UW Health Sports Medicine 

Lucas at Large: Stave working to hit the right notes

Joel Stave knew that the bar would be raised competitively when he graduated from Whitnall High School in December and enrolled for the second semester of classes at the UW.

Had he stayed at Whitnall through the spring, Stave might have continued to compete on the track and field team as a high jumper. As a junior, he qualified for the Wisconsin state meet.

But he opted instead to get a jump-start on his education with the Badgers.

That has entailed measuring up on the field and in the classroom for the 6-foot-5, 204-pound Stave, who's built along the lines of Dwight Stones, a former world record-holder in the high jump.

"I figured it was a really good opportunity for me to learn and get ahead of the game as far as school and football,'' said Stave, who has been getting reps as a backup to the backup quarterback.

Jon Budmayr, who will be a redshirt sophomore, has been working exclusively with the No. 1 offense throughout spring practice. Budmayr was Scott Tolzien's backup last season.

Joel StaveCurt Phillips, a redshirt junior, has been limited. Phillips is still rehabbing from two ACL surgeries within the last year. In scrimmages, redshirt freshman Joe Brennan has been with the No. 2 unit.

Stave has taken turns with both the No. 2 and No. 3 offense, mostly the latter. "It's a big step up as far as the speed of the game and everything,'' he said. "But I think I'm adjusting pretty well.''

Because of his inexperience with the system, Stave noted that the other quarterbacks "have helped out a lot when I don't understand a route or a signal - they've been there to straighten me out.''

UW offensive coordinator Paul Chryst has also tried to ease the transition to college football. "He breaks down the reads and makes it a lot easier,'' Stave said. "He helps speed up how you play.''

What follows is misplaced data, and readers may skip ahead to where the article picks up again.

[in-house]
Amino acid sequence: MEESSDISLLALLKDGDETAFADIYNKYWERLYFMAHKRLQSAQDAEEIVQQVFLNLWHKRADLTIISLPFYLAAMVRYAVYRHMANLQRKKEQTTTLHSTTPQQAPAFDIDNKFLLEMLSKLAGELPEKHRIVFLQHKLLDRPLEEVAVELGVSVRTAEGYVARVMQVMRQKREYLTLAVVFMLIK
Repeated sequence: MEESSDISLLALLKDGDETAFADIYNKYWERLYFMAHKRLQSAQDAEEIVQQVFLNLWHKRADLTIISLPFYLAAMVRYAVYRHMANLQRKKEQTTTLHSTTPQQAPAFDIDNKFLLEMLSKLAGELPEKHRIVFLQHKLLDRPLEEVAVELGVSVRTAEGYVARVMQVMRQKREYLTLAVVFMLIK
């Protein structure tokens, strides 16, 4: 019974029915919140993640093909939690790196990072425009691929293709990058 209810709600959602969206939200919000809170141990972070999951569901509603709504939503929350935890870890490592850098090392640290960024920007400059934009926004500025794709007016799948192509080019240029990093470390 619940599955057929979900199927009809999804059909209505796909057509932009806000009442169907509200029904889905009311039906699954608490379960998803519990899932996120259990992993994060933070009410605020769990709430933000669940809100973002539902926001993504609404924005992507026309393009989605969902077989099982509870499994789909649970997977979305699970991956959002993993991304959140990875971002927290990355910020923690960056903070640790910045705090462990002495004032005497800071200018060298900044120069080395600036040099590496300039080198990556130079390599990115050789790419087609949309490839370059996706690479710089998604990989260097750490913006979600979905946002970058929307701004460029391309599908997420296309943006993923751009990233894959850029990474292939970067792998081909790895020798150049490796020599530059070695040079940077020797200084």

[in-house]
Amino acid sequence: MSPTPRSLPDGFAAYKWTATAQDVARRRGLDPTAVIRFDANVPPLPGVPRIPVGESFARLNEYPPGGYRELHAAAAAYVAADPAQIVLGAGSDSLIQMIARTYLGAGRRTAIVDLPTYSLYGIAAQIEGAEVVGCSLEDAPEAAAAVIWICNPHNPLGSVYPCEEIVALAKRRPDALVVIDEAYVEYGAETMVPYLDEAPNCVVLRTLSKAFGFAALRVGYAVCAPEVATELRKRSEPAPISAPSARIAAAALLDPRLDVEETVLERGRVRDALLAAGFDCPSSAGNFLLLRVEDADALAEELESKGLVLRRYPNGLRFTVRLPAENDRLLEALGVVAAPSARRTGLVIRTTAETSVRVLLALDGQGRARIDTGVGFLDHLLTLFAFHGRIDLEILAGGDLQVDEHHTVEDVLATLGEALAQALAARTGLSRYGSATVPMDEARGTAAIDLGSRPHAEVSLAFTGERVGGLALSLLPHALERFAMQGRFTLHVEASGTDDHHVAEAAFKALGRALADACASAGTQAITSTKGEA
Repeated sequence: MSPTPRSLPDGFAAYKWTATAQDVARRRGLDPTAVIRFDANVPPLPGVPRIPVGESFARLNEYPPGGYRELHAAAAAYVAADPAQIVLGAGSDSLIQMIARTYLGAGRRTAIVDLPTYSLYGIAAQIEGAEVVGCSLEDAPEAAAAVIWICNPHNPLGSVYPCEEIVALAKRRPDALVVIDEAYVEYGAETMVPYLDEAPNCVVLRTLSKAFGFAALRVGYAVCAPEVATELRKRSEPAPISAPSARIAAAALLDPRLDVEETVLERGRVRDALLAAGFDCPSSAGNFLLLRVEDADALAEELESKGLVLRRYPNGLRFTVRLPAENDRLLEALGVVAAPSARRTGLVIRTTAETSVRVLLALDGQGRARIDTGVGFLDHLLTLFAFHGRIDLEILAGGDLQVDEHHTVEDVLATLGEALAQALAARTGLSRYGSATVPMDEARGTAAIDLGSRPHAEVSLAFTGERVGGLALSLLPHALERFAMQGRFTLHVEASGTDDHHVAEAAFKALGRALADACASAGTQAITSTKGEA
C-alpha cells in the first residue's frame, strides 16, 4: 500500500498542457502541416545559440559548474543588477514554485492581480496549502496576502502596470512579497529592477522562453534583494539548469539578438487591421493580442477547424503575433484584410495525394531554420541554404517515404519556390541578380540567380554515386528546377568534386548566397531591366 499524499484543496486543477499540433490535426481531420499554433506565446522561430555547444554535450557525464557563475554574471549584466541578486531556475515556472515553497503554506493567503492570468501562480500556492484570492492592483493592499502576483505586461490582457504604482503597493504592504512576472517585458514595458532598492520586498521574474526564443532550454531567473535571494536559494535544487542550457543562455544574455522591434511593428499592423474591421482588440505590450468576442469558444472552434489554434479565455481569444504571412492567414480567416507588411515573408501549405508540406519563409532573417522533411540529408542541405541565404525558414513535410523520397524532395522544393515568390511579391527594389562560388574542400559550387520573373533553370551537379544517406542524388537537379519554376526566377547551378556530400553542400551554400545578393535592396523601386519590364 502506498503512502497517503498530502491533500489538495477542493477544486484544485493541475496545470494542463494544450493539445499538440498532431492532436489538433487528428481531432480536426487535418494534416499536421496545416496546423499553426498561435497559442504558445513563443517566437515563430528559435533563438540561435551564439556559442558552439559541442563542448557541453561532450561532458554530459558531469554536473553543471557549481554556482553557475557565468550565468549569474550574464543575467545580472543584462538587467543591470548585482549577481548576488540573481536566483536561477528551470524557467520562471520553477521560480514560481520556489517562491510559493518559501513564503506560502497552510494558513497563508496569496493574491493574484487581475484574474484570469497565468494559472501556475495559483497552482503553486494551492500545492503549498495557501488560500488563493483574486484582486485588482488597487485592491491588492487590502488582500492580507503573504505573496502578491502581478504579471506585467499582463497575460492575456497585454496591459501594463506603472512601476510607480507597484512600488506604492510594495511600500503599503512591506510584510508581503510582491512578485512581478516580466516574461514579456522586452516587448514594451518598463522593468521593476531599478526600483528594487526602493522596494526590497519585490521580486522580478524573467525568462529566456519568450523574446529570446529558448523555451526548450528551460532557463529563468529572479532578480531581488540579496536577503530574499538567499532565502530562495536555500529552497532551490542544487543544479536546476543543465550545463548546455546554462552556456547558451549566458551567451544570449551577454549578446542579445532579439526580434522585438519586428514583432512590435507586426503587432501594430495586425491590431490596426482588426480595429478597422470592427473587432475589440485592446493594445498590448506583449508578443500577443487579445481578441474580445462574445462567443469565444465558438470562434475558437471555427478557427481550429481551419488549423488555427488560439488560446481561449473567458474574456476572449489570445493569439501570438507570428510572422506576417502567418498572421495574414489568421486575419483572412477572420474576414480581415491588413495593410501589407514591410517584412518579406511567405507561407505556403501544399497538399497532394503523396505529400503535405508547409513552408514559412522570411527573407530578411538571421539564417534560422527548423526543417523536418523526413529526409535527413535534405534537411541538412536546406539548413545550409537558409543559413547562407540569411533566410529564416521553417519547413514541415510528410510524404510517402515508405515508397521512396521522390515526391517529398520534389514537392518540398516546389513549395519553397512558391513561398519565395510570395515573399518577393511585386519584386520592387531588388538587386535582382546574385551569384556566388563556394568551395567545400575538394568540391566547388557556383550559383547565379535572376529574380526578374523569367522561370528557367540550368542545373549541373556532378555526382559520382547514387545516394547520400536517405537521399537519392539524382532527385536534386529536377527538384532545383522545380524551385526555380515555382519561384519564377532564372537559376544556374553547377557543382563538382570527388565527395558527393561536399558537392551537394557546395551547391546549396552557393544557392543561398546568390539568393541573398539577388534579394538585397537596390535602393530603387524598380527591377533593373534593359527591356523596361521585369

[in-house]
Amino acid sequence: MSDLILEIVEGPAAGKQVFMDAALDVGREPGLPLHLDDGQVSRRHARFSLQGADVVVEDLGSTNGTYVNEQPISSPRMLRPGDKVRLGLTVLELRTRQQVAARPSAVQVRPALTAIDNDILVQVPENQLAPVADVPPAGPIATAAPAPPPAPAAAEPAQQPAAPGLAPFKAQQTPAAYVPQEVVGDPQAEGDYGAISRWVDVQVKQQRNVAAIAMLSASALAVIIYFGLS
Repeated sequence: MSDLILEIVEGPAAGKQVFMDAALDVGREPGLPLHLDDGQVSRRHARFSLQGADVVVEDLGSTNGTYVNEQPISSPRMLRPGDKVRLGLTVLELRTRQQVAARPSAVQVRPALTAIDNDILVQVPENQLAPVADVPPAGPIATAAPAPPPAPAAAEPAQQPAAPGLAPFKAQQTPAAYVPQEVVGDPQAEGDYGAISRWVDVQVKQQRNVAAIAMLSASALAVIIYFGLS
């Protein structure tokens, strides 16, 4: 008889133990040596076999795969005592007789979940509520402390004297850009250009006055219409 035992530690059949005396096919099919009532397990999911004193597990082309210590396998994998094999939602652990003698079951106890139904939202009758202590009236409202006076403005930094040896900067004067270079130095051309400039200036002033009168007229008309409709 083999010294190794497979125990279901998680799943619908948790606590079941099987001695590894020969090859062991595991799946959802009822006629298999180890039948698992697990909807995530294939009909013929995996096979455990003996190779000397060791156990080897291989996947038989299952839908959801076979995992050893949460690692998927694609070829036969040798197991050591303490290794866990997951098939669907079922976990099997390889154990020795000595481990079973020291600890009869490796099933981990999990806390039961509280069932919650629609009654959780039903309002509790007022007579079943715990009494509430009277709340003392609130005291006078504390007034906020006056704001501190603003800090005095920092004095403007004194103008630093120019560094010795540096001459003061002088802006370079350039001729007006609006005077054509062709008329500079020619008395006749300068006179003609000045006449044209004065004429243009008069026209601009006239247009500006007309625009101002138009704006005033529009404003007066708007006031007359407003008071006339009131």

As a high school senior, Stave threw for 2,635 yards and 22 touchdowns. He had six games of 250-plus yards through the air, including a career-high 416 yards (23-of-31) against St. Thomas More.

Stave accounted for 5,017 passing yards as a two-year starter for Whitnall with a touchdown-to-interception ratio of 40-to-8. Despite the big numbers, it didn't add up to much recruiting traffic.

The Badgers originally targeted Stave as a preferred walk-on but, eventually, a tender opened up for Stave, whose only other offer came from Western Michigan.

"I ended up not having a lot of options,'' he said. "But I've always wanted to come here. I've always wanted to be a Badger. I felt like I could play in the Big Ten and I wanted to give it a shot.

"I had always dreamed of playing college football. But I didn't go to a whole lot of camps the summer after my sophomore year. I did after my junior year and I got a lot of good feedback.''

That's when he first realized that he could play at this level of competition. His prep coach, Rob Leboeuf, has said that Stave through hard work has raised the bar of excellence at Whitnall.

He also once described Stave as "a raw kid that could throw the ball a country mile.''

That's what the Badgers have seen at times this spring.

Stave has not decided yet if he will return home to Greenfield for his high school prom.

"I do miss walking around the hallways with all my buddies,'' he admitted. "But I only live about an hour and 15 minutes away so I can still get back on weekends now and again.''

Stave is planning on majoring in engineering at Wisconsin. "I know it would be quite a workload,'' he said. "But we'll start with that and see where it takes me.''

He has taken that same approach with his football, and his music. Stave is very accomplished at the piano. "My mom got me started playing when I was in the first or second grade,'' he said.

Although he can handle a harmonica - and has taught himself how to play the guitar - his first love would be the piano. He played in a couple of high school talent shows. "I'm not bad,'' he said.

 Among his favorite selections is "Drops of Jupiter (Tell Me),'' which earned Train a Grammy.

Earlier this semester, Stave and his teammates were at reception hosted by UW chancellor Biddy Martin, who asked if anyone knew how to play the piano. "A couple of the guys knew I did and volunteered me,'' Stave said. "So I played a couple of songs.''

Playing the piano has served as an escape for Stave, too.  "I found a piano in the basement of the Regent where I'm living,'' he said. "Sometimes when I'm looking for something to do, I'll go down there and play for an hour or so. It's very relaxing.''

Reading defenses, not music, is still his priority, though.

"I've learned a lot already and there's a lot of room to get better,'' he said.